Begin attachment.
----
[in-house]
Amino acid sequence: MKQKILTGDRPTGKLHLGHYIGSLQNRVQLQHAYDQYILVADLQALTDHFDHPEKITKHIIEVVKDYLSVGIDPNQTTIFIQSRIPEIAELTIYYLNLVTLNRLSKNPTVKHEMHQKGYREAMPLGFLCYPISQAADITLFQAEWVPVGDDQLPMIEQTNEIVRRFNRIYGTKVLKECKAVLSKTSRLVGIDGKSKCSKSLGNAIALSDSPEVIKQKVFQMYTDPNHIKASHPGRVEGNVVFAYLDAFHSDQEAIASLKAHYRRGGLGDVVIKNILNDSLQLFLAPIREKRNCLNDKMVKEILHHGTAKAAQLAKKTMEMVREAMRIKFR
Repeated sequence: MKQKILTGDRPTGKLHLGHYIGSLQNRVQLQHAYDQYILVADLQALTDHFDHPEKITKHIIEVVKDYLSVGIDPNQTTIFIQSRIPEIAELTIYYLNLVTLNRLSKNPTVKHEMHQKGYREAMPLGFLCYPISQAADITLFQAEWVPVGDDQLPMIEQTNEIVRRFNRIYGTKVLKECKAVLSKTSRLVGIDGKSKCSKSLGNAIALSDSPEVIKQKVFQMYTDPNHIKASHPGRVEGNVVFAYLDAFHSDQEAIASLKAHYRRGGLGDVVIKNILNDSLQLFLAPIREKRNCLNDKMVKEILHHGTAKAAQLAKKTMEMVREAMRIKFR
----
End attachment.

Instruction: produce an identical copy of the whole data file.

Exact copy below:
[in-house]
Amino acid sequence: MKQKILTGDRPTGKLHLGHYIGSLQNRVQLQHAYDQYILVADLQALTDHFDHPEKITKHIIEVVKDYLSVGIDPNQTTIFIQSRIPEIAELTIYYLNLVTLNRLSKNPTVKHEMHQKGYREAMPLGFLCYPISQAADITLFQAEWVPVGDDQLPMIEQTNEIVRRFNRIYGTKVLKECKAVLSKTSRLVGIDGKSKCSKSLGNAIALSDSPEVIKQKVFQMYTDPNHIKASHPGRVEGNVVFAYLDAFHSDQEAIASLKAHYRRGGLGDVVIKNILNDSLQLFLAPIREKRNCLNDKMVKEILHHGTAKAAQLAKKTMEMVREAMRIKFR
Repeated sequence: MKQKILTGDRPTGKLHLGHYIGSLQNRVQLQHAYDQYILVADLQALTDHFDHPEKITKHIIEVVKDYLSVGIDPNQTTIFIQSRIPEIAELTIYYLNLVTLNRLSKNPTVKHEMHQKGYREAMPLGFLCYPISQAADITLFQAEWVPVGDDQLPMIEQTNEIVRRFNRIYGTKVLKECKAVLSKTSRLVGIDGKSKCSKSLGNAIALSDSPEVIKQKVFQMYTDPNHIKASHPGRVEGNVVFAYLDAFHSDQEAIASLKAHYRRGGLGDVVIKNILNDSLQLFLAPIREKRNCLNDKMVKEILHHGTAKAAQLAKKTMEMVREAMRIKFR